Can we learn something from the Titanic that sank 100 years ago?
ship in history has captured the world’s imagination like the Titanic -
once dubbed the greatest ship on earth, a product of man’s superior
engineering feat of the early 20th century. It was built with the kind
of solid workmanship that was noted back then for British or Irish
manufactured goods. Of course, today thanks to our computer based
technology we know that the iron used for the building of Titanic was
flawed but they did not know it at the time. For the passengers and the
crew, it was considered an honour to be on the ship.
Yet, within a few days, it all collapsed. Hit by an iceberg, the
Titanic sank with 1,500 on board. It had never occurred to the ship’s
owners that there maybe a need for lifeboats. They did away with the
exact number of lifeboats needed because it was thought the boats may
spoil the design and aesthetic feel of the ship. In the end, The Titanic
did not have adequate lifeboats for everyone - even the lifeboats that
were loaded were half full as they were lowered to a devouring sea by a
confused crew, who did not have the time to engage in a lifeboat drill
before the disaster took place.
The great ship
As the world remembers the 1,500 that perished - men, women and
children - there are many lessons the great ship teaches us, lying as it
does beneath the ocean. The movie based on the ship directed by James
Cameron brought the tragedy closer to millions of people across the
world - and highlighted some of the things that may have gone wrong for
the passengers who perished, many of whom were in search of a better
life. The irony of the Titanic was that the mega rich died or survived
side by side with the poorest of the poor - the ocean was indeed a great
The biggest lesson Titanic teaches us is never to trust wholly the
works of man - be it a machine or a plan. There are bound to be faults,
points where no matter how good or solid it seems, the toughest will
still give away at the most unexpected time.
- once dubbed the greatest ship on earth
No one ever imagined at the time that a ship built so strong, with
such luxury, among whose passengers were the world’s wealthiest, could
sink so soon. Things can and do go wrong. Expecting everything to work
100 percent, even in this technologically advanced world of ours, is not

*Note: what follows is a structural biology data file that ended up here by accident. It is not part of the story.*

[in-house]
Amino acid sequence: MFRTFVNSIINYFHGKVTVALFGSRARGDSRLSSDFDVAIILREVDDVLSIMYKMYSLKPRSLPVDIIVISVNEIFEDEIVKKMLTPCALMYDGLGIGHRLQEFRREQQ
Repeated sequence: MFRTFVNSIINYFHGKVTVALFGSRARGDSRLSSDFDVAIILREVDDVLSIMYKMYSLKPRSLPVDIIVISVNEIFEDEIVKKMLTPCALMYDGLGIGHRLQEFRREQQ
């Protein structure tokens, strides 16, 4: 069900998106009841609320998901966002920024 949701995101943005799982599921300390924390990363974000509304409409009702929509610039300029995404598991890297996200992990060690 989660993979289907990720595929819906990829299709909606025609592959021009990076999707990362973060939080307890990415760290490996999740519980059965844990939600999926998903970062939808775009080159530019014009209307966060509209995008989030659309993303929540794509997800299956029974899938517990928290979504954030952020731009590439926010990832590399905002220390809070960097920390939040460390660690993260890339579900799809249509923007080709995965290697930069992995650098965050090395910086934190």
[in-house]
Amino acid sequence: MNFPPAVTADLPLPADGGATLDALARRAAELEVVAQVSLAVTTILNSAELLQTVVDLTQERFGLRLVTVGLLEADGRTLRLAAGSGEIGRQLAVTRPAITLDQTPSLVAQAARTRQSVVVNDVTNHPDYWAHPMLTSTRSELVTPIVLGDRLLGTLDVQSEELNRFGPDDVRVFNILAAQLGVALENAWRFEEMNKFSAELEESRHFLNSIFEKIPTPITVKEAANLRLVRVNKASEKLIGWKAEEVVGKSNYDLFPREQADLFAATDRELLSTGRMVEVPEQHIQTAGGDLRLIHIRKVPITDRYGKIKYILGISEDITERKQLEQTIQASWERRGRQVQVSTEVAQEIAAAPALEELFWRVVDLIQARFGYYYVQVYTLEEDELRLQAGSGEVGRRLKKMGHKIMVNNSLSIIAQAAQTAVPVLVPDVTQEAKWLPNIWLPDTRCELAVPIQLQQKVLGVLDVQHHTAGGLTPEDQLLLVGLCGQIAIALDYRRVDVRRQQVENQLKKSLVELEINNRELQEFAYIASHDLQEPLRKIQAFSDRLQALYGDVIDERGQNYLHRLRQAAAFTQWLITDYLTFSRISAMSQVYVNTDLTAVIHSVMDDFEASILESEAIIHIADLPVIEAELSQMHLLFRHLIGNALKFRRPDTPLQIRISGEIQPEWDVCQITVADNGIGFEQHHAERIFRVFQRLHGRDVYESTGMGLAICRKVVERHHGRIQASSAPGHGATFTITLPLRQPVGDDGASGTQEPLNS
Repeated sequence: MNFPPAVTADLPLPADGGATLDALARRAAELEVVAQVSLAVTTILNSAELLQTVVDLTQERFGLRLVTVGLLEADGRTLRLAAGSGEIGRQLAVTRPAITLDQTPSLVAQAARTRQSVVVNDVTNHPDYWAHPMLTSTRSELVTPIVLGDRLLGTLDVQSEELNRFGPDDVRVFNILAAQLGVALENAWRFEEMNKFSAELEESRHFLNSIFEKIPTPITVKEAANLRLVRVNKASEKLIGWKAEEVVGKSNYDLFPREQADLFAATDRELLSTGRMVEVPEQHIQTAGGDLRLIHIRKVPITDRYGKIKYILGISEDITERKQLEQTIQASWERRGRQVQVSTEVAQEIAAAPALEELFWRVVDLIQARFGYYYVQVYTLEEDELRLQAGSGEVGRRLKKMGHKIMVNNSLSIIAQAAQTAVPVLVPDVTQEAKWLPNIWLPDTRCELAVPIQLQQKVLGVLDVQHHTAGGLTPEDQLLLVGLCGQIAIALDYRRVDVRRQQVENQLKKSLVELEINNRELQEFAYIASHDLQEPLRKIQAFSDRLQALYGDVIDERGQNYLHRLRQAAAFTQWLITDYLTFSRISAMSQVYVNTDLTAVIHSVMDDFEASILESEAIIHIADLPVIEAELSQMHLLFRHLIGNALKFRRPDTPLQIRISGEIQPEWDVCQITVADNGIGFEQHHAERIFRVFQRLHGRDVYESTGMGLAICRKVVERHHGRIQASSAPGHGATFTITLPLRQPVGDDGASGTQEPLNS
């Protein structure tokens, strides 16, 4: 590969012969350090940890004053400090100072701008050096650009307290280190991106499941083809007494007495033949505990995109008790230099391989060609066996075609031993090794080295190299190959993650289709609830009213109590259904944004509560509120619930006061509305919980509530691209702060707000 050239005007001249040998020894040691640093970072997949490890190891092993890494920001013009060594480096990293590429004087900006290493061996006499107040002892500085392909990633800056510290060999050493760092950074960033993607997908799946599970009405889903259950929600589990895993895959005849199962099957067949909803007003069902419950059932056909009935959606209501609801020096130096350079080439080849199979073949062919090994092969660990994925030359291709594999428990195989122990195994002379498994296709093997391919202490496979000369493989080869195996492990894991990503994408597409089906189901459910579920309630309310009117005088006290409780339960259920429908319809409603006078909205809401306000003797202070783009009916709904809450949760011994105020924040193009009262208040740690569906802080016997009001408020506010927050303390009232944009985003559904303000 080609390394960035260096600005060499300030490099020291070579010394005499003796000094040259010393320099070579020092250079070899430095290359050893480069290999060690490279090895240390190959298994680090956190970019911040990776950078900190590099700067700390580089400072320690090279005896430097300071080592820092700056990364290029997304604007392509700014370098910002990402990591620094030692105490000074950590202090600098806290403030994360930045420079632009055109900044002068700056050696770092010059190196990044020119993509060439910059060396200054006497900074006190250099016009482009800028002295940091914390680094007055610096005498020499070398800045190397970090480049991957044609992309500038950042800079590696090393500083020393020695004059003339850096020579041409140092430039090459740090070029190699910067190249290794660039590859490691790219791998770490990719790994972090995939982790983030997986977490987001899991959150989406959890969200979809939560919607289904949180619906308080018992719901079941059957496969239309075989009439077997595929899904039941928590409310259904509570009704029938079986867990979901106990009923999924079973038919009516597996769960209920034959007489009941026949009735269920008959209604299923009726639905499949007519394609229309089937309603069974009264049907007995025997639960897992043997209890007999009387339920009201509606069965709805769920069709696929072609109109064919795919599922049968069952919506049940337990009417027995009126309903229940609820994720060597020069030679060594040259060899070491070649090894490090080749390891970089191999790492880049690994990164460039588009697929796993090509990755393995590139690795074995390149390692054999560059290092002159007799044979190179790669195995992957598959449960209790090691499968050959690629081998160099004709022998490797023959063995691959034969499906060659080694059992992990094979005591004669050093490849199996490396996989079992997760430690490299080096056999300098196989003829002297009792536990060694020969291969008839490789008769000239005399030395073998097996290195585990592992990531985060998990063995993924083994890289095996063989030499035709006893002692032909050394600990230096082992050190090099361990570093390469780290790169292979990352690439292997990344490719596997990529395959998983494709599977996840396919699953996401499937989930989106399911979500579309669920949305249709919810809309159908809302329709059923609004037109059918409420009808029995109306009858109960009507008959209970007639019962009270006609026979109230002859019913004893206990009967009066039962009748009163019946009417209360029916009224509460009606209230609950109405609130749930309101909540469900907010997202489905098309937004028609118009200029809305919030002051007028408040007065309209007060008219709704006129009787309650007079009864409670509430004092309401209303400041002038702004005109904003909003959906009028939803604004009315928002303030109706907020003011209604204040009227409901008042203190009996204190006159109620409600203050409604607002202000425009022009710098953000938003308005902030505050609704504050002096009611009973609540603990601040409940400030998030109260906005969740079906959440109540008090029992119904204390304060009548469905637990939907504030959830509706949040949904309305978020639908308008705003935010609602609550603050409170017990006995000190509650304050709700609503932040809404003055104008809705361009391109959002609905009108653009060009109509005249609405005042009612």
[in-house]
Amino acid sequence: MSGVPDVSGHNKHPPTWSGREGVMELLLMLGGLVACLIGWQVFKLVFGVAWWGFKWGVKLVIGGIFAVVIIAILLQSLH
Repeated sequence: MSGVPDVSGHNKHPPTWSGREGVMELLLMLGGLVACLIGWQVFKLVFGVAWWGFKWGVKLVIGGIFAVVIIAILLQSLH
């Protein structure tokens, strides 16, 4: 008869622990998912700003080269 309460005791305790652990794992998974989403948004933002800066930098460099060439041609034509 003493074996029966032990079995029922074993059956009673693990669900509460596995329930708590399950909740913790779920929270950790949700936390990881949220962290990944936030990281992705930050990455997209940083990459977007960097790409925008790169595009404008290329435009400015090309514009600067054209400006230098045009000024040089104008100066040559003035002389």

There needs to be a Plan B to fall back on. The what-ifs will always
be there and it just might be good to think of alternatives.
The Titanic was too busy being important and doing her much
publicized sailing to bother about the small things. The telegraphic
operator was too busy sending out the social telegrams of the VIP
passengers that he could not be bothered about the iceberg warnings sent
in by a smaller ship. They were so confident of their position as the
world’s most prestigious ship that they did not have the time to listen
to the advice of a smaller, insignificant ship. In life, that happens
often. The bigger the better; the smaller things that are often small
yet significant is often ignored with disastrous consequences.
Many of Titanic’s passengers were rich but money had little relevance
once the water started seeping in. The movie Titanic shows one rich
passenger trying to bribe an officer with fistful of cash - only to be
told that the money was useless to people trying to survive a sinking
ship. Money is important yes but sometimes is not relevant to some of
the situations we face in life. Throwing money in the face of such
circumstances will get us nowhere.
The clear class divisions that were present even as people fought for
their lives, did not do good to anyone. How could anyone watch as
hapless children and women perished merely because they belonged to the
third class - the poor who were travelling to America in search of a
better life? Many women and children of the first and the second class
were directed to life boats but the third class or steerage as they were
known, were simply not considered important enough.
The rigidity of class difference shocked the world in the aftermath
of the tragedy. The Titanic disaster helped ease class differences to an
extent, when the inquiry held into the accident revealed many more class
differences that actually led to terrible consequences.
It was a world today’s generations cannot understand - there were
classifications that set people apart. These were the days when human
dignity, equal rights and protection of the vulnerable were not
considered key issues in the civilized world.
There were male passengers who disguised themselves as women to
merely escape on life boats and were later, when found out, shunned for
their cowardice. It was a time when women and children were strictly
given preference over men and to hide in a woman’s clothing and escape
while women and children from third class languished on the sinking
ship, was considered unforgivable.
The Titanic continues to hold our interest as the original movie
comes out in 3D and the world continues to hold in fascination the
story. The lessons however are there for us to learn and hopefully abide